Document Type



This item is available under a Creative Commons License for non-commercial use only


Computer Sciences

Publication Details

Sucessfully submitted for the award of M.Sc. in Computing (Knowledge Managment) to the Technological University Dublin, August 2009.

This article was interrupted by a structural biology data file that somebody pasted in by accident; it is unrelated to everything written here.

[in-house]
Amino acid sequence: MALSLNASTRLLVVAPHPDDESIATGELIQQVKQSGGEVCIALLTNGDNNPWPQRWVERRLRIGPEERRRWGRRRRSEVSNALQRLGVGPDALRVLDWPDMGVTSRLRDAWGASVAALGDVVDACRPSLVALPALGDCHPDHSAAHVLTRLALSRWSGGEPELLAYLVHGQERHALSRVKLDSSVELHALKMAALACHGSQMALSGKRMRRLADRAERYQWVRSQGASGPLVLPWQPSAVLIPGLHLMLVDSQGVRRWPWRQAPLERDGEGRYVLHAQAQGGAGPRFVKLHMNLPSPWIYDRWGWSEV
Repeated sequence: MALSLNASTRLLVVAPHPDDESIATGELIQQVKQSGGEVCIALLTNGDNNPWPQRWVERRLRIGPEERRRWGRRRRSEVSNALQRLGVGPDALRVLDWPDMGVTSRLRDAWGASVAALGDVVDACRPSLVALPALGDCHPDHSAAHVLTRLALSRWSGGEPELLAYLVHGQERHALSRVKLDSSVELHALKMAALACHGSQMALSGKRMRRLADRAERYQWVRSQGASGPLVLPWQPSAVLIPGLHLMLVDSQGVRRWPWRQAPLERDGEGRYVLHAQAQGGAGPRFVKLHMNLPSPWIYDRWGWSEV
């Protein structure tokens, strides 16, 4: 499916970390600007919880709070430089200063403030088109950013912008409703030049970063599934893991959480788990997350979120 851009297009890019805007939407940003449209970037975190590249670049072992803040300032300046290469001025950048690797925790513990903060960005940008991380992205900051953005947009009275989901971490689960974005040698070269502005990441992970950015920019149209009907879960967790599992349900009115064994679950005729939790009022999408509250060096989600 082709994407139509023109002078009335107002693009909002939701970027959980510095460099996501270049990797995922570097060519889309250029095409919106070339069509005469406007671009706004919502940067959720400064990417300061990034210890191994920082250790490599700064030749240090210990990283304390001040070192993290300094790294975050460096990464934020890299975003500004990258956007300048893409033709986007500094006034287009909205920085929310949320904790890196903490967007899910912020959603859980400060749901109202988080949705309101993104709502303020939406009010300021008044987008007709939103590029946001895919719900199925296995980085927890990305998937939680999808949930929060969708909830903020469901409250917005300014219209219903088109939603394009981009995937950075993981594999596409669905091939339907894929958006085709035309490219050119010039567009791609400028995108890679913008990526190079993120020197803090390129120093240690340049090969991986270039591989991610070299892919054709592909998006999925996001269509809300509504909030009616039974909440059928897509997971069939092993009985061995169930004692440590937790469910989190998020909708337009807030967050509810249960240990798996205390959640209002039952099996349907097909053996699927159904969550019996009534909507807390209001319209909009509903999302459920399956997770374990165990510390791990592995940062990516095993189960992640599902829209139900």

Management itself is not always clearly understood, however, the confusion can be sorted if the underlying theory is clearly distinguished from its implementations. There also may be a specific role for computing in Knowledge Management. It is suggested that Knowledge Management technologists seek a unique strategic position for Computing in Knowledge Management, for reasons of clarity and differentiation from Information Systems. The effective transfer of knowledge is one of the main themes or core competency in Knowledge Management. This is also one of the areas where Knowledge Management technologists may find the niche for a distinct and unique contribution the field of computing can provide. This dissertation finds that Computing for Knowledge Management can be seen as the meeting of the computer sciences, cognitive psychology and sociology since this combination is fit to produce a uniquely user centric outcome. Scientists working the field of Visualisation have already created the foundations on which Knowledge Management technologists may start building. This applies particularly to its subsection of Knowledge Visualisation and by extension to Knowledge Maps. This dissertation investigates the advantages of Knowledge Management tools based on Knowledge Maps, how such a system might be implemented and what issues in terms of people, process and technology must be expected to arise. An experiment was conducted to find out about these issues. The same knowledge base content was presented to two groups of users, one group was presented with a tabular yellow pages type of knowledge map; the other was presented with a graphic knowledge map interface. Participants had to perform a search task and were given a recall test. The experiment tool recorded user activity and answers given for statistical analysis. Participation was too low to lead to any conclusions but the experiment still yielded useful results.